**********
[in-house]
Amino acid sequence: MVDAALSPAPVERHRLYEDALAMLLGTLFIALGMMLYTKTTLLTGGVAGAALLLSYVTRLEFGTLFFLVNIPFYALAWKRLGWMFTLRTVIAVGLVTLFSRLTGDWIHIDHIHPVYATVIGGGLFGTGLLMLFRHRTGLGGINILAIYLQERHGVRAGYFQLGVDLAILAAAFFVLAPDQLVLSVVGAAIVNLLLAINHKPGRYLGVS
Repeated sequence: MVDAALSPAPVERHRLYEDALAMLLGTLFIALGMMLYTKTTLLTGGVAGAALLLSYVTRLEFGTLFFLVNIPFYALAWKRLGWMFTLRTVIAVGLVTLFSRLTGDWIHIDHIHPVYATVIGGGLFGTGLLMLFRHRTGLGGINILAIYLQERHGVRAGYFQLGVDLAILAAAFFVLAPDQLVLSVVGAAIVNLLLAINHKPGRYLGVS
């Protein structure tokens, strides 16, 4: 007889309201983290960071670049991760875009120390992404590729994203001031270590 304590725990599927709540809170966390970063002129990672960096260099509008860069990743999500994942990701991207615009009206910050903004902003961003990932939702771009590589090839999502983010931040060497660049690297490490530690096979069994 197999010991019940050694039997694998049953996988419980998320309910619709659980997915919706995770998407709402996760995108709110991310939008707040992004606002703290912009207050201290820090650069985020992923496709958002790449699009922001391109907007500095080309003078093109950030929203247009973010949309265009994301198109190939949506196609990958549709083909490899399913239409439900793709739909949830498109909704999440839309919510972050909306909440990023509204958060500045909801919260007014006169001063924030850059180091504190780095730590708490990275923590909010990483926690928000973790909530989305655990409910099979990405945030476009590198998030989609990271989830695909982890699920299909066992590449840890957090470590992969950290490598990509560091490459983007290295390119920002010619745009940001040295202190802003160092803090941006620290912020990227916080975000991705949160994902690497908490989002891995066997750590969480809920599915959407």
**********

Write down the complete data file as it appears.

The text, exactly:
[in-house]
Amino acid sequence: MVDAALSPAPVERHRLYEDALAMLLGTLFIALGMMLYTKTTLLTGGVAGAALLLSYVTRLEFGTLFFLVNIPFYALAWKRLGWMFTLRTVIAVGLVTLFSRLTGDWIHIDHIHPVYATVIGGGLFGTGLLMLFRHRTGLGGINILAIYLQERHGVRAGYFQLGVDLAILAAAFFVLAPDQLVLSVVGAAIVNLLLAINHKPGRYLGVS
Repeated sequence: MVDAALSPAPVERHRLYEDALAMLLGTLFIALGMMLYTKTTLLTGGVAGAALLLSYVTRLEFGTLFFLVNIPFYALAWKRLGWMFTLRTVIAVGLVTLFSRLTGDWIHIDHIHPVYATVIGGGLFGTGLLMLFRHRTGLGGINILAIYLQERHGVRAGYFQLGVDLAILAAAFFVLAPDQLVLSVVGAAIVNLLLAINHKPGRYLGVS
């Protein structure tokens, strides 16, 4: 007889309201983290960071670049991760875009120390992404590729994203001031270590 304590725990599927709540809170966390970063002129990672960096260099509008860069990743999500994942990701991207615009009206910050903004902003961003990932939702771009590589090839999502983010931040060497660049690297490490530690096979069994 197999010991019940050694039997694998049953996988419980998320309910619709659980997915919706995770998407709402996760995108709110991310939008707040992004606002703290912009207050201290820090650069985020992923496709958002790449699009922001391109907007500095080309003078093109950030929203247009973010949309265009994301198109190939949506196609990958549709083909490899399913239409439900793709739909949830498109909704999440839309919510972050909306909440990023509204958060500045909801919260007014006169001063924030850059180091504190780095730590708490990275923590909010990483926690928000973790909530989305655990409910099979990405945030476009590198998030989609990271989830695909982890699920299909066992590449840890957090470590992969950290490598990509560091490459983007290295390119920002010619745009940001040295202190802003160092803090941006620290912020990227916080975000991705949160994902690497908490989002891995066997750590969480809920599915959407």